On Thursday, Nevada’s New Energy Industry Task Force passed a motion recommending to grandfather in existing rooftop solar customers under previous net energy metering (NEM) rules for 20 years. The vote comes shortly after a technical committee approved a similar motion and sent it to the full task force for consideration.
In February, Gov. Brian Sandoval, R-Nev., reconvened the New Energy Industry Task Force following a controversial decision by the Public Utilities Commission of Nevada (PUCN) last year to change the state’s NEM rules. The new policies severely cut the value of credits rooftop solar customers receive for the excess energy they add to the grid.
As Vote Solar’s Jessica Scott points out in a blog post, the decision affected not only new solar customers, but also the thousands of existing ones.
“In some cases, solar customers are unexpectedly facing higher electricity bills than if they had never gone solar at all,” writes Scott.
Earlier this year, the PUCN rejected a grandfathering proposal, but the task force’s newly approved motion recommends that the state legislature consider a bill allowing existing customers who submitted NEM applications by Dec. 31, 2015, to still cash in on the earlier, more favorable rates for 20 years. Although that’s a shorter time period than the 25 years the task force’s technical committee originally called for, it is still a significant and encouraging proposal.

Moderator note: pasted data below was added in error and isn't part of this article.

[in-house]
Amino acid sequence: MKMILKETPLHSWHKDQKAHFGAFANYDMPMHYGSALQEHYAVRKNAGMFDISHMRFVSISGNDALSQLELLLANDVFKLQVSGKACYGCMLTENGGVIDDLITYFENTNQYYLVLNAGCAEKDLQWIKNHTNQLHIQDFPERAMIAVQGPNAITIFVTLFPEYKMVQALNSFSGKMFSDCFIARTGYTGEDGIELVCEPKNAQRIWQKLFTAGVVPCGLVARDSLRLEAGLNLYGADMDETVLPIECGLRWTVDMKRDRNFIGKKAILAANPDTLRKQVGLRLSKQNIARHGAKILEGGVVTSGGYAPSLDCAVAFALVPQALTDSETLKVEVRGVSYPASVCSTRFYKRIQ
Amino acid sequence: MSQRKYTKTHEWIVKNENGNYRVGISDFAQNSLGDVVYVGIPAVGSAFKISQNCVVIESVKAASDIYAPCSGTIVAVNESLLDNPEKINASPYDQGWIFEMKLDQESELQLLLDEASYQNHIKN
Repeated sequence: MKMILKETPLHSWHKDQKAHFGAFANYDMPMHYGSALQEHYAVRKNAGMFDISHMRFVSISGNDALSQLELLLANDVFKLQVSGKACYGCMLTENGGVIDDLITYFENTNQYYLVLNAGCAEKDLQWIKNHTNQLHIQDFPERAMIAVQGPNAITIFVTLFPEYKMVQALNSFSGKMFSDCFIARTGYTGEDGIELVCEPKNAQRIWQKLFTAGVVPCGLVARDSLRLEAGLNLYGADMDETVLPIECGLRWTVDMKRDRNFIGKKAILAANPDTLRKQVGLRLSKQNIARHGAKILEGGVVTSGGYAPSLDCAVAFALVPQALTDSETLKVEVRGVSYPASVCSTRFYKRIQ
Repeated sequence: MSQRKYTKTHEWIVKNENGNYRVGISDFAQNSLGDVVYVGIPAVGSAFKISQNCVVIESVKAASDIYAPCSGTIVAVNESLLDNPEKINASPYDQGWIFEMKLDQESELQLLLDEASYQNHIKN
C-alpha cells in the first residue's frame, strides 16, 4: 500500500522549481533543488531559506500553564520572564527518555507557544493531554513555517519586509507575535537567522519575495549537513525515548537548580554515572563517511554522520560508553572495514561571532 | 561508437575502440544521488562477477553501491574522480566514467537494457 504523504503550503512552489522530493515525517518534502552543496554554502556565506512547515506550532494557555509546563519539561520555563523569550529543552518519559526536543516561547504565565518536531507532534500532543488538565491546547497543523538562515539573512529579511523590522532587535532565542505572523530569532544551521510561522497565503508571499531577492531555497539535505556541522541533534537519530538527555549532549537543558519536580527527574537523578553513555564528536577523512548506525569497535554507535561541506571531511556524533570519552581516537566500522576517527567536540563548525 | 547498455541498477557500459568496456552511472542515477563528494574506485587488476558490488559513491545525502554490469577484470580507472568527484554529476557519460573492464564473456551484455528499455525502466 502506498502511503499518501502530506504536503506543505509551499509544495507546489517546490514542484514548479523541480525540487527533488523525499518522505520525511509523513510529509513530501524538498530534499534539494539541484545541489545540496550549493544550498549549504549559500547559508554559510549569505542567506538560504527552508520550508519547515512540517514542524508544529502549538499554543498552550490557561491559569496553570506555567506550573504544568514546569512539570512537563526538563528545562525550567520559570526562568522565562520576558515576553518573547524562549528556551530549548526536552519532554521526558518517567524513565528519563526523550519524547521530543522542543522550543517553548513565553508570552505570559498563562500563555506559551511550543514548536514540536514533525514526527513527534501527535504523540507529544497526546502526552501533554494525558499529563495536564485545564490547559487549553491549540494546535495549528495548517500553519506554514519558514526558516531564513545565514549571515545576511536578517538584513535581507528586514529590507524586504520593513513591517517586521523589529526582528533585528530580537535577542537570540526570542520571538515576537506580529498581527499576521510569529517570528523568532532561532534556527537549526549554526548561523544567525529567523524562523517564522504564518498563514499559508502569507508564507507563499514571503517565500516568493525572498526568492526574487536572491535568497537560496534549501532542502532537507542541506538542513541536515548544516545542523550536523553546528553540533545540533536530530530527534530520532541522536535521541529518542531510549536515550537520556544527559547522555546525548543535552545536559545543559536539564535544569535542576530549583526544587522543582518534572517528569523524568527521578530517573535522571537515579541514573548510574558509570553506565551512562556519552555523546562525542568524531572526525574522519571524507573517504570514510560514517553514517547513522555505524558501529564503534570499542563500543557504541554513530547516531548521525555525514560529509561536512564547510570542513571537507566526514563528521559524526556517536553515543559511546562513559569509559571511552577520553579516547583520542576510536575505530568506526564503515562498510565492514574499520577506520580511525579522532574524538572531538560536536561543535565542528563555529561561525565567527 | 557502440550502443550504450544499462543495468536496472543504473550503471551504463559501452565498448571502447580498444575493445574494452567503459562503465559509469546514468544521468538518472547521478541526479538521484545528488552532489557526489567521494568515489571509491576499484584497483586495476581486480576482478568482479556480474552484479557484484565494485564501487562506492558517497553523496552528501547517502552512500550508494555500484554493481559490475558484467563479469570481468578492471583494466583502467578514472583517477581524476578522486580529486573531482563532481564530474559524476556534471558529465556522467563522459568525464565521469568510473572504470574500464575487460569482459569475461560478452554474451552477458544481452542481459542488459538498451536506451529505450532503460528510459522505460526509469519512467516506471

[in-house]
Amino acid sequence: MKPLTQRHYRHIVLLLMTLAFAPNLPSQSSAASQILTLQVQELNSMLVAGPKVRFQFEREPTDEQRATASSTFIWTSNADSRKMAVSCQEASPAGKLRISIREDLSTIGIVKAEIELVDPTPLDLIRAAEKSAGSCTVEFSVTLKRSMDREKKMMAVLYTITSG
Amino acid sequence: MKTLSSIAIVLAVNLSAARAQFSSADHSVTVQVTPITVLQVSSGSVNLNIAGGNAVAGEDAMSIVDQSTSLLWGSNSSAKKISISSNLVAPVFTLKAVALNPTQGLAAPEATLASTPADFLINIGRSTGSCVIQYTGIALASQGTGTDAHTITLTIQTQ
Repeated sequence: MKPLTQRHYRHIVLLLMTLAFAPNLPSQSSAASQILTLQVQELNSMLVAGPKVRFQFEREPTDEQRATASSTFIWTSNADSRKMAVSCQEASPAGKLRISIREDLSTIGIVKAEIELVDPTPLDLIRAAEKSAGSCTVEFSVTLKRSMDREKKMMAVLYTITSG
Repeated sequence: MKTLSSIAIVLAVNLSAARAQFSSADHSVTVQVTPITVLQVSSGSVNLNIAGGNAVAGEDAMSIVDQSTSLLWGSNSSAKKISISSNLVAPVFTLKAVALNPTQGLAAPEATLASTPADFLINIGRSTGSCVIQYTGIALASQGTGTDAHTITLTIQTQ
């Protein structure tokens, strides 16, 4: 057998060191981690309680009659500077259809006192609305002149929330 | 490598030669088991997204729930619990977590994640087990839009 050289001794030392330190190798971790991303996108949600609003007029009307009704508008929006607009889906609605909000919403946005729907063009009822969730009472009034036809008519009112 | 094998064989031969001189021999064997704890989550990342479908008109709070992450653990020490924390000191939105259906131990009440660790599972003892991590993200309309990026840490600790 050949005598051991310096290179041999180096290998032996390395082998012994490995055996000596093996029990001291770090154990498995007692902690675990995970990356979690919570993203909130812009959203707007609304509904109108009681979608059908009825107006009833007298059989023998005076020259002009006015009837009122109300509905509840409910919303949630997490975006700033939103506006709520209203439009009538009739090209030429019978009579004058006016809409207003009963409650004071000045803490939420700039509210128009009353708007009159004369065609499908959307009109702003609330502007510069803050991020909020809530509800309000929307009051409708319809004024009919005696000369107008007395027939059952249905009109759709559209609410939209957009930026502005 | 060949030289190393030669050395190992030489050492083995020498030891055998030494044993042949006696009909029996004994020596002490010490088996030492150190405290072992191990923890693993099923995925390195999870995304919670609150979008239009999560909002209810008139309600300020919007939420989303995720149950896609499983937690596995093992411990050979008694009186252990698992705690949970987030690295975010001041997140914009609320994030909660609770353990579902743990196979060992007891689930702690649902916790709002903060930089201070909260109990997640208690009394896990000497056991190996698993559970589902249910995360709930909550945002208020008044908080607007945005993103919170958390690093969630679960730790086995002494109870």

Bring Back Solar, a group dedicated to overturning the PUCN’s NEM changes, has thanked the task force for recommending that existing solar customers benefit from “the solar rules they signed up for.”
In a statement, alliance spokesperson Chandler Sherman says, “The overwhelming consensus of the leaders from government, labor, the utility and the rooftop solar industry on the task force shows the broad support for protecting existing solar customers from the solar rate hike.”
Sherman also calls the vote “a tremendous victory” for all Nevadans, whether or not they have rooftop solar of their own, as a recent study has found that rooftop solar produces between $7 million and $14 million in net benefits for all utility customers in the state annually.
The proposal will now be sent to Sandoval – the next step in what could become a long process.
“While this is a significant milestone for a state mired in a highly politicized solar battle, existing solar customers will need to wait a little longer before the decision becomes law,” Scott writes in her blog post.
The New Energy Industry Task Force, which consists of state energy stakeholders, is tasked with making policy recommendations on more topics than just the NEM issue. According to Sandoval’s February executive order that reconvened the task force, the group will have through Sept. 30 to submit all of its decisions to the governor for review.
As Scott explains, “The governor will then select policy recommendations to move forward as bill draft requests in the 2017 legislative session.” If Sandoval decides to push the NEM recommendation, the issue would be up to the state lawmakers after that. The legislature reconvenes in February.
Meanwhile, Scott says Vote Solar is also working to appeal the PUCN’s NEM changes.
“If there is one message we want to send to solar customers and supporters in Nevada, it’s this: Hold tight, help is on its way,” she concludes.